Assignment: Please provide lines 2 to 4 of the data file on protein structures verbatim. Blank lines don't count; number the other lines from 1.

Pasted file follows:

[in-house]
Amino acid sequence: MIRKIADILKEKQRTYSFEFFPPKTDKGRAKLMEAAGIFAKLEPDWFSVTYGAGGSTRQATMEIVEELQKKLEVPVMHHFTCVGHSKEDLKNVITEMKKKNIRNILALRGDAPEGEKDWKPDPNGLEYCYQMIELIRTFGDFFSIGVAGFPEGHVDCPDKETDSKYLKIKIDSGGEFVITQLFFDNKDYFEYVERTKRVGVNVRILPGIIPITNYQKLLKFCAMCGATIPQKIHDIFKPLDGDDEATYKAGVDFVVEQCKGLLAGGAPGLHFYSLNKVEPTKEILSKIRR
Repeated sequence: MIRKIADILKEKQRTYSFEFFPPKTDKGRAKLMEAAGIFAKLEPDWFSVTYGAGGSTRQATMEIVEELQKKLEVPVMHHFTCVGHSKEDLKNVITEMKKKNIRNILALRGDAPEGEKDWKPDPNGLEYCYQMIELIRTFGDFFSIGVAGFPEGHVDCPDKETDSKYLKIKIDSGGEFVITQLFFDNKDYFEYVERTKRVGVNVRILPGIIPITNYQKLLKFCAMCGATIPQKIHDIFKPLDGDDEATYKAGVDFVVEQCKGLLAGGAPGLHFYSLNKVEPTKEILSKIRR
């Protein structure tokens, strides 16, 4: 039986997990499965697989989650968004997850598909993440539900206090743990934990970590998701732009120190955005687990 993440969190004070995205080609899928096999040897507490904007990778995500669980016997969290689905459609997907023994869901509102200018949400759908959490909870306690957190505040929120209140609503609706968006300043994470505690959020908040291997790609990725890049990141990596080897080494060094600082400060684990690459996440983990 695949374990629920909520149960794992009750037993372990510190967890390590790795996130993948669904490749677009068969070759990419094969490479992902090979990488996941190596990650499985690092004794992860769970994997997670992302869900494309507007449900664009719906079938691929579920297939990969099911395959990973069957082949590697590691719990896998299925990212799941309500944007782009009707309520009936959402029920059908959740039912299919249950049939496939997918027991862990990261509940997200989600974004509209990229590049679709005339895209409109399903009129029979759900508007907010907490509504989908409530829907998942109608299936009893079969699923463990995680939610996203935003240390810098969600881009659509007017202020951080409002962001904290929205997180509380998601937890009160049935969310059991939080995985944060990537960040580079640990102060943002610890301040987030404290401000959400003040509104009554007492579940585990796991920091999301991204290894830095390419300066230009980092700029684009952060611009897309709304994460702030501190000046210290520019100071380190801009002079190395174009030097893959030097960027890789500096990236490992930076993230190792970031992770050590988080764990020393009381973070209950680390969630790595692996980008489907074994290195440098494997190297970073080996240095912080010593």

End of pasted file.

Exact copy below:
Amino acid sequence: MIRKIADILKEKQRTYSFEFFPPKTDKGRAKLMEAAGIFAKLEPDWFSVTYGAGGSTRQATMEIVEELQKKLEVPVMHHFTCVGHSKEDLKNVITEMKKKNIRNILALRGDAPEGEKDWKPDPNGLEYCYQMIELIRTFGDFFSIGVAGFPEGHVDCPDKETDSKYLKIKIDSGGEFVITQLFFDNKDYFEYVERTKRVGVNVRILPGIIPITNYQKLLKFCAMCGATIPQKIHDIFKPLDGDDEATYKAGVDFVVEQCKGLLAGGAPGLHFYSLNKVEPTKEILSKIRR
Repeated sequence: MIRKIADILKEKQRTYSFEFFPPKTDKGRAKLMEAAGIFAKLEPDWFSVTYGAGGSTRQATMEIVEELQKKLEVPVMHHFTCVGHSKEDLKNVITEMKKKNIRNILALRGDAPEGEKDWKPDPNGLEYCYQMIELIRTFGDFFSIGVAGFPEGHVDCPDKETDSKYLKIKIDSGGEFVITQLFFDNKDYFEYVERTKRVGVNVRILPGIIPITNYQKLLKFCAMCGATIPQKIHDIFKPLDGDDEATYKAGVDFVVEQCKGLLAGGAPGLHFYSLNKVEPTKEILSKIRR
């Protein structure tokens, strides 16, 4: 039986997990499965697989989650968004997850598909993440539900206090743990934990970590998701732009120190955005687990 993440969190004070995205080609899928096999040897507490904007990778995500669980016997969290689905459609997907023994869901509102200018949400759908959490909870306690957190505040929120209140609503609706968006300043994470505690959020908040291997790609990725890049990141990596080897080494060094600082400060684990690459996440983990 695949374990629920909520149960794992009750037993372990510190967890390590790795996130993948669904490749677009068969070759990419094969490479992902090979990488996941190596990650499985690092004794992860769970994997997670992302869900494309507007449900664009719906079938691929579920297939990969099911395959990973069957082949590697590691719990896998299925990212799941309500944007782009009707309520009936959402029920059908959740039912299919249950049939496939997918027991862990990261509940997200989600974004509209990229590049679709005339895209409109399903009129029979759900508007907010907490509504989908409530829907998942109608299936009893079969699923463990995680939610996203935003240390810098969600881009659509007017202020951080409002962001904290929205997180509380998601937890009160049935969310059991939080995985944060990537960040580079640990102060943002610890301040987030404290401000959400003040509104009554007492579940585990796991920091999301991204290894830095390419300066230009980092700029684009952060611009897309709304994460702030501190000046210290520019100071380190801009002079190395174009030097893959030097960027890789500096990236490992930076993230190792970031992770050590988080764990020393009381973070209950680390969630790595692996980008489907074994290195440098494997190297970073080996240095912080010593």